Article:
The graph below shows the
elevation of the Colorado River and its downstream gradient as
it flows from Lees Ferry to Lake Mead through the Grand
Canyon. Dark red and dark blue data for the graph were taken
from USGS Topographic maps combined with the Martin &
Whitis “Guide to the Colorado River in the Grand Canyon”.
(Better detail is available at TopoZone http://www.topozone.com
although the maps are the same.) The USGS maps show 40-foot
contours with interpolations by the author.
Prior to July 21, 2007, an older graph was used
that was based on contours in Belknap’s River Guide. Both
sources are roughly similar although there are some minor
differences over short ranges. Similar data (in orange and
light blue) has been added to show what existed before Lake
Mead backed up into the lower canyon. Light colored lines to
mile 261 are from Larry Stevens’ “The Colorado River in Grand
Canyon”. Data to mile 280 is an interpolation based on a pre
Lake Mead USGS topographic map that shows 870 feet at Wheeler
Ridge (Mile 284).
The table below interprets some
of the observations.
Mile 0: Lees Ferry
Mile 22 to 26: There are several rapids in this area, but they
appear to be a result of the steeper gradient rather than the
cause of the gradient. The rock layers in this area are the
lower members of the Supai Group and the top of the Redwall
Limestone. The steeper gradient in this section appears to be
the result of a small recently-active fault that crosses the
river at mile 30. The downstream side of this fault has been
dropped 50 to 100 feet. The gradient is thus increased as the
river crosses the fault zone. The increased gradient then
works its way back upstream as canyon cutting propagates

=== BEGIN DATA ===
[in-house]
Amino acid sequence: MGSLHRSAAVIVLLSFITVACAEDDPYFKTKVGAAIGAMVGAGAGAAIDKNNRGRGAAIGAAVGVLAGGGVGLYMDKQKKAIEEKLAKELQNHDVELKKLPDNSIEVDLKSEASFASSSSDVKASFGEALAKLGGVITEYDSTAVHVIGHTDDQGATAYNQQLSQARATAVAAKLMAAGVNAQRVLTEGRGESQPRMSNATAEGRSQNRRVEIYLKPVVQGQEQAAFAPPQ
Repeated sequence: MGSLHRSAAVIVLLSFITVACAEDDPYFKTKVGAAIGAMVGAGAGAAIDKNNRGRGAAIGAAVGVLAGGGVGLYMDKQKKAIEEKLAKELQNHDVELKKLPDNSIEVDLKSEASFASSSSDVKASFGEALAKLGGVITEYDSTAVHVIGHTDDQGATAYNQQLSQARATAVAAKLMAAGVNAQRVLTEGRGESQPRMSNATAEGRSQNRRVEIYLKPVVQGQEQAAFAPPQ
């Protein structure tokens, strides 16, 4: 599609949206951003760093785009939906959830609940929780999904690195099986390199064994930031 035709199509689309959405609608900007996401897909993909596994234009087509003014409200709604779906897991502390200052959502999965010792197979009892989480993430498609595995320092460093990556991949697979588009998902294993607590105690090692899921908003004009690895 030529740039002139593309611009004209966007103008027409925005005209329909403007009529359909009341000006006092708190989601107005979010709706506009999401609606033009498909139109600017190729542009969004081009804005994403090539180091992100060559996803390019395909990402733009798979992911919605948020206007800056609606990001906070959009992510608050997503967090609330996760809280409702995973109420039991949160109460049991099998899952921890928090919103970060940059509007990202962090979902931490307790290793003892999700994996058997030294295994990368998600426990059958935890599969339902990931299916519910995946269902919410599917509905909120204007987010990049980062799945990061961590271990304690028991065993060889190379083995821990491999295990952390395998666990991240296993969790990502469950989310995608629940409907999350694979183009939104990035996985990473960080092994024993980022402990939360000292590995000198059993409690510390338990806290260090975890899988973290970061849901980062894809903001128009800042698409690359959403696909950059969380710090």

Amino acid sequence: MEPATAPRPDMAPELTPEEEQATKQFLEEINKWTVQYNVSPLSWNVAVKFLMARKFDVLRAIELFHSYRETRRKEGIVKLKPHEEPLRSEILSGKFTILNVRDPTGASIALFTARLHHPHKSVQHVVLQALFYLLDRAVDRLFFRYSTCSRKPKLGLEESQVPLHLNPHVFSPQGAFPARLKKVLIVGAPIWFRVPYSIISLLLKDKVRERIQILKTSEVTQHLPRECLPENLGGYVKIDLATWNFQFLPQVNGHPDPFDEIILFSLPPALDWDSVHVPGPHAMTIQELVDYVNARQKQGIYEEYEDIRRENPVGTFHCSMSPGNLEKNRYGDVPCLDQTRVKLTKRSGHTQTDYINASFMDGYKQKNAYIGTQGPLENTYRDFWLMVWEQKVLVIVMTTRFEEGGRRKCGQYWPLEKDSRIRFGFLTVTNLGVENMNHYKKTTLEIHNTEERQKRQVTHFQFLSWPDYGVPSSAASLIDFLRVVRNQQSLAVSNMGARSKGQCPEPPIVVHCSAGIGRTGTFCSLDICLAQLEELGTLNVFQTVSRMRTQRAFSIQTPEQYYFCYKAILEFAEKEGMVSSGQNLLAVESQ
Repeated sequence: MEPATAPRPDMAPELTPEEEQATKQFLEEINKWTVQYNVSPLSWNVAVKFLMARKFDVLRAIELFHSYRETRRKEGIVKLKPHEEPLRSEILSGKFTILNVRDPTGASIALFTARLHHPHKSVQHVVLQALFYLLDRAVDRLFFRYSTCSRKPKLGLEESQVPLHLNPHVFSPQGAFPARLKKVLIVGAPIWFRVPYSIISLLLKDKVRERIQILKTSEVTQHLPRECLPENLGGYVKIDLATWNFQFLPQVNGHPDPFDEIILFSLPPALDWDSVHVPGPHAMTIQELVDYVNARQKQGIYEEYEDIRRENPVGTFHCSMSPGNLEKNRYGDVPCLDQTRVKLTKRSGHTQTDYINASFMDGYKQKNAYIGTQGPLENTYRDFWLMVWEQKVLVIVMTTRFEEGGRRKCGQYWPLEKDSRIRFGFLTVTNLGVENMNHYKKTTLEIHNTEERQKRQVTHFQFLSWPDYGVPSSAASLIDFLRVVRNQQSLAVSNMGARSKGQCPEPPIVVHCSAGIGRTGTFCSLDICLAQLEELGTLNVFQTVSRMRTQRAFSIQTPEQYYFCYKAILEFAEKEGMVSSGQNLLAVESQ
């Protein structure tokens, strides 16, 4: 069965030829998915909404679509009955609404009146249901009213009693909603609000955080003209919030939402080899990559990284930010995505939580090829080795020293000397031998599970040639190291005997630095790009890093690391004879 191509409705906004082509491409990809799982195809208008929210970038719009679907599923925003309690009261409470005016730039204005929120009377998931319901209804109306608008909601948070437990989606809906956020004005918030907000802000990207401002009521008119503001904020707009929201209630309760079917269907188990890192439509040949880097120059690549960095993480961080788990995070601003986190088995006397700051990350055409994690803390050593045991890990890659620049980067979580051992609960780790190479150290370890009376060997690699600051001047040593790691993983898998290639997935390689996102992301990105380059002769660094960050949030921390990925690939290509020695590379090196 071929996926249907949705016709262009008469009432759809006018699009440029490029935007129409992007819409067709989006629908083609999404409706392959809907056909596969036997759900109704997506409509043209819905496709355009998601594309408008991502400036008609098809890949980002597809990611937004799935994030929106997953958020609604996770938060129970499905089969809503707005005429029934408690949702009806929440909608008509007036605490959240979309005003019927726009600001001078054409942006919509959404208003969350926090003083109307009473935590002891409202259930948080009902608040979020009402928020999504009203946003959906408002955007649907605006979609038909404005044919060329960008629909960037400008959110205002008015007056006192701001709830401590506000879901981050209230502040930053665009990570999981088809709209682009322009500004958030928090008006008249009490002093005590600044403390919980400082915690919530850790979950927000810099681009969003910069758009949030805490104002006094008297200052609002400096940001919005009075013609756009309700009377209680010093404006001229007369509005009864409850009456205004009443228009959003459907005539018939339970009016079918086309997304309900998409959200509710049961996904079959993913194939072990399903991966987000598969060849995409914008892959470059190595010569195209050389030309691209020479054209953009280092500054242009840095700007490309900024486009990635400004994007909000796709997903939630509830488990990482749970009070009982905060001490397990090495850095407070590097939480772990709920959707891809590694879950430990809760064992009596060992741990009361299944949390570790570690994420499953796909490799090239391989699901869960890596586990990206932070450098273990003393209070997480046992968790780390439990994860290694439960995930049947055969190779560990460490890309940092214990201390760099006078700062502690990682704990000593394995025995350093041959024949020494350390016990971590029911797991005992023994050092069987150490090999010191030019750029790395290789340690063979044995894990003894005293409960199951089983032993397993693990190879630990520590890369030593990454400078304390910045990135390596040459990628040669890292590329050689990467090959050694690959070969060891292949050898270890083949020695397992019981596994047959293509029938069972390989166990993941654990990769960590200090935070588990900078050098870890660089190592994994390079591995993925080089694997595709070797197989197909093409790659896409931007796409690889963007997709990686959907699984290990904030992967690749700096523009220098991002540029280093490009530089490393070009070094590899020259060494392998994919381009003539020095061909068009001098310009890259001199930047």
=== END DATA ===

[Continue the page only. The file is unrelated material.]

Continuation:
upriver. If the solid Redwall Limestone influenced the
gradient, then the gradient should decrease instead of
increasing in this area.
Mile 37 to 50: This area has the least gradient observed in
the Grand Canyon. The Eminence Break Fault crosses the river
at mile 49.8 with the strata uplifted downstream. It appears
this fault has also been active in the recent past. The uplift
downstream from mile 50 acts as a partial barrier to river
erosion with the result the gradient is less as the river
approaches the uplifted barrier.
Mile 71 to 79: The steepest gradient within the canyon
is observed in this section. The gradient increases sharply
after mile 71, but this is not due to local rock conditions,
as the Vishnu Schist isn't seen until mile 78 and even the
Shinumo Quartzite doesn't appear until mile 75. The crest of
the Kaibab Anticline is well to the west of this area. The
pattern is consistent with the river acting as a "stationary
band saw", and cutting a gorge into a still rising block. The
peak gradient occurs at Hance Rapids between miles 76 and 77.
Mile 98 to 99: The local peak in the gradient (to above
15) is entirely due to a "little river riffle" at the mouth of
Crystal Creek. A photo on page 376, Beus and Morales, shows a
large river raft being swallowed by an even larger 5-6 m.
standing wave at Crystal Rapid in June 1983.
Mile 152 to 175: This section of the river has the least
gradient of any area west of the Kaibab Plateau. Intuitively,
this area should show a steep gradient as it is just above the
Toroweap Fault and includes some of the sheerest parts of the
inner canyon. It seems probable a major debris flow in
Prospect Canyon some 3,000 years ago created Lava Falls Rapid,
and the debris fan has been partially blocking the river for
20 miles upstream ever since.
Mile 179 to 180: Everyone's favorite "riffle" otherwise
known as Lava Falls Rapid. This was the greatest obstacle to
the Racing Chris Crafts that ran the river upstream in 1950.
It took several hours before they made it. Earlier
(unsuccessful) motorized attempts to run Lava Falls upstream
were filmed with narration by a then unknown commentator who
has since gone on to making a ski movie or two. (Hint - W. M.)
Mile 225 to 231: The river has one last steep section
before entering the backup from Lake Mead. This is sort of the
“Home Stretch” as the river approaches the Grand Wash Cliffs.
Before Hoover Dam was built, there were several more rapids
(steep gradient) from here to the Grand Wash Cliffs.
Mile 235 to 242: (River elevations and gradient are derived
from The Stevens Guide Book and an old USGS topographic map
that shows the pre Lake Mead elevation at River Mile 284.) The
old riverbed in this area is buried by the backup from Lake
Mead. Before Hoover Dam was built, the gradient in this
section (Lower Granite Gorge) rivaled the current gradient
observed in Upper Granite Gorge.
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